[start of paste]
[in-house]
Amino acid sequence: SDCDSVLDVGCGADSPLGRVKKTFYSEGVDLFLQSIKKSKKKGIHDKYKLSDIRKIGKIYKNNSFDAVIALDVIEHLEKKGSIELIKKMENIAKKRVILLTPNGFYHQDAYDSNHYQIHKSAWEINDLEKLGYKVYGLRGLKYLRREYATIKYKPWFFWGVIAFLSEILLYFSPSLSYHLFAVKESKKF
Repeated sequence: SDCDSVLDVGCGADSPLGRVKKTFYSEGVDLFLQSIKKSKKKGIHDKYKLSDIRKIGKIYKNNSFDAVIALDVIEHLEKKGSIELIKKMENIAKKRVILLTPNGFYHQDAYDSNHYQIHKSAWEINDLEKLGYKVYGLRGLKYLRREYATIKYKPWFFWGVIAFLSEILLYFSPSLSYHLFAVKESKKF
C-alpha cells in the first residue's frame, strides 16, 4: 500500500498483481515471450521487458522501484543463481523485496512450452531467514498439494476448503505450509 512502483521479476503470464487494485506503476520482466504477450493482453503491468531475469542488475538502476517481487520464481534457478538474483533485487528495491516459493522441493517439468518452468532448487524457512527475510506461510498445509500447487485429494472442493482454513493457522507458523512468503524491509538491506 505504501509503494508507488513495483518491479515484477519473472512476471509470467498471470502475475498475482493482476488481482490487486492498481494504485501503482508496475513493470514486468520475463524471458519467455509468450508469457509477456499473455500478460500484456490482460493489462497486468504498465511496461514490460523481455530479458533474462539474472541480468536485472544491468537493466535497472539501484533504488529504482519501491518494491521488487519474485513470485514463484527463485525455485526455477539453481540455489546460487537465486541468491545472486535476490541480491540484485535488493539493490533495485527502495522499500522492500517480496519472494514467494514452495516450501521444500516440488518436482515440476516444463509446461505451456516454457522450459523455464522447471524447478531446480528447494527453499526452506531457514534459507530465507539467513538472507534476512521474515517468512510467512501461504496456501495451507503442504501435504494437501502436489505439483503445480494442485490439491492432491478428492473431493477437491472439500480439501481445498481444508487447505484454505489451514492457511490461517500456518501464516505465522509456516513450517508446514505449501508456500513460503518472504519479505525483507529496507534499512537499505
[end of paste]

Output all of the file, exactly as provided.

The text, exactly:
[in-house]
Amino acid sequence: SDCDSVLDVGCGADSPLGRVKKTFYSEGVDLFLQSIKKSKKKGIHDKYKLSDIRKIGKIYKNNSFDAVIALDVIEHLEKKGSIELIKKMENIAKKRVILLTPNGFYHQDAYDSNHYQIHKSAWEINDLEKLGYKVYGLRGLKYLRREYATIKYKPWFFWGVIAFLSEILLYFSPSLSYHLFAVKESKKF
Repeated sequence: SDCDSVLDVGCGADSPLGRVKKTFYSEGVDLFLQSIKKSKKKGIHDKYKLSDIRKIGKIYKNNSFDAVIALDVIEHLEKKGSIELIKKMENIAKKRVILLTPNGFYHQDAYDSNHYQIHKSAWEINDLEKLGYKVYGLRGLKYLRREYATIKYKPWFFWGVIAFLSEILLYFSPSLSYHLFAVKESKKF
C-alpha cells in the first residue's frame, strides 16, 4: 500500500498483481515471450521487458522501484543463481523485496512450452531467514498439494476448503505450509 512502483521479476503470464487494485506503476520482466504477450493482453503491468531475469542488475538502476517481487520464481534457478538474483533485487528495491516459493522441493517439468518452468532448487524457512527475510506461510498445509500447487485429494472442493482454513493457522507458523512468503524491509538491506 505504501509503494508507488513495483518491479515484477519473472512476471509470467498471470502475475498475482493482476488481482490487486492498481494504485501503482508496475513493470514486468520475463524471458519467455509468450508469457509477456499473455500478460500484456490482460493489462497486468504498465511496461514490460523481455530479458533474462539474472541480468536485472544491468537493466535497472539501484533504488529504482519501491518494491521488487519474485513470485514463484527463485525455485526455477539453481540455489546460487537465486541468491545472486535476490541480491540484485535488493539493490533495485527502495522499500522492500517480496519472494514467494514452495516450501521444500516440488518436482515440476516444463509446461505451456516454457522450459523455464522447471524447478531446480528447494527453499526452506531457514534459507530465507539467513538472507534476512521474515517468512510467512501461504496456501495451507503442504501435504494437501502436489505439483503445480494442485490439491492432491478428492473431493477437491472439500480439501481445498481444508487447505484454505489451514492457511490461517500456518501464516505465522509456516513450517508446514505449501508456500513460503518472504519479505525483507529496507534499512537499505